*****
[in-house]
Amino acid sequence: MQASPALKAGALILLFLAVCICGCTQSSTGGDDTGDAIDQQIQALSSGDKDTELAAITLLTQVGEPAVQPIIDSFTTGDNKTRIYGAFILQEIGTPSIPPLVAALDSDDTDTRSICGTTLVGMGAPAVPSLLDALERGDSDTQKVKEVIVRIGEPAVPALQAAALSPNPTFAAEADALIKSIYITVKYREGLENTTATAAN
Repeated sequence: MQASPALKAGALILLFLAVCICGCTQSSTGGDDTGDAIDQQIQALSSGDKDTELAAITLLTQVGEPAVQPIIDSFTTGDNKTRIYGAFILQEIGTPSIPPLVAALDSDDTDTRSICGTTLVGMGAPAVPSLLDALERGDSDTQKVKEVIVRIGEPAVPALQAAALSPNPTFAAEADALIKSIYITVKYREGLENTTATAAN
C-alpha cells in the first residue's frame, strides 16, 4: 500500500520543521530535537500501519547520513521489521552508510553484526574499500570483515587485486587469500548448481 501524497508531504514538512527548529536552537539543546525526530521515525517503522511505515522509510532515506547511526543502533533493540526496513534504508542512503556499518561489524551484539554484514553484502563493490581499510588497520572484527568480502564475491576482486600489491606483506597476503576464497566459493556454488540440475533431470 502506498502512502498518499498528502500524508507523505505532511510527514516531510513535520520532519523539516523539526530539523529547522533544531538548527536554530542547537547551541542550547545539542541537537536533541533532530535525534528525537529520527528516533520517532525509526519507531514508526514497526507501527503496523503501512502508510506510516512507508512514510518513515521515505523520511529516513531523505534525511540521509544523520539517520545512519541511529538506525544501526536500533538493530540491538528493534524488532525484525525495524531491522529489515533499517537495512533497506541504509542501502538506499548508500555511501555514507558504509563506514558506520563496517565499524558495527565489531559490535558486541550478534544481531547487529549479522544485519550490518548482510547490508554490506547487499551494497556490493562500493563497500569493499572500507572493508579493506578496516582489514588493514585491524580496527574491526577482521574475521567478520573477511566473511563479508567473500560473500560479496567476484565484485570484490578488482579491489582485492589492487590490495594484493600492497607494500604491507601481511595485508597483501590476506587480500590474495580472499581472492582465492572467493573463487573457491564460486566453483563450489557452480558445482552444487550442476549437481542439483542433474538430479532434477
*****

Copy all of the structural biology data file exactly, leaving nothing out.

[in-house]
Amino acid sequence: MQASPALKAGALILLFLAVCICGCTQSSTGGDDTGDAIDQQIQALSSGDKDTELAAITLLTQVGEPAVQPIIDSFTTGDNKTRIYGAFILQEIGTPSIPPLVAALDSDDTDTRSICGTTLVGMGAPAVPSLLDALERGDSDTQKVKEVIVRIGEPAVPALQAAALSPNPTFAAEADALIKSIYITVKYREGLENTTATAAN
Repeated sequence: MQASPALKAGALILLFLAVCICGCTQSSTGGDDTGDAIDQQIQALSSGDKDTELAAITLLTQVGEPAVQPIIDSFTTGDNKTRIYGAFILQEIGTPSIPPLVAALDSDDTDTRSICGTTLVGMGAPAVPSLLDALERGDSDTQKVKEVIVRIGEPAVPALQAAALSPNPTFAAEADALIKSIYITVKYREGLENTTATAAN
C-alpha cells in the first residue's frame, strides 16, 4: 500500500520543521530535537500501519547520513521489521552508510553484526574499500570483515587485486587469500548448481 501524497508531504514538512527548529536552537539543546525526530521515525517503522511505515522509510532515506547511526543502533533493540526496513534504508542512503556499518561489524551484539554484514553484502563493490581499510588497520572484527568480502564475491576482486600489491606483506597476503576464497566459493556454488540440475533431470 502506498502512502498518499498528502500524508507523505505532511510527514516531510513535520520532519523539516523539526530539523529547522533544531538548527536554530542547537547551541542550547545539542541537537536533541533532530535525534528525537529520527528516533520517532525509526519507531514508526514497526507501527503496523503501512502508510506510516512507508512514510518513515521515505523520511529516513531523505534525511540521509544523520539517520545512519541511529538506525544501526536500533538493530540491538528493534524488532525484525525495524531491522529489515533499517537495512533497506541504509542501502538506499548508500555511501555514507558504509563506514558506520563496517565499524558495527565489531559490535558486541550478534544481531547487529549479522544485519550490518548482510547490508554490506547487499551494497556490493562500493563497500569493499572500507572493508579493506578496516582489514588493514585491524580496527574491526577482521574475521567478520573477511566473511563479508567473500560473500560479496567476484565484485570484490578488482579491489582485492589492487590490495594484493600492497607494500604491507601481511595485508597483501590476506587480500590474495580472499581472492582465492572467493573463487573457491564460486566453483563450489557452480558445482552444487550442476549437481542439483542433474538430479532434477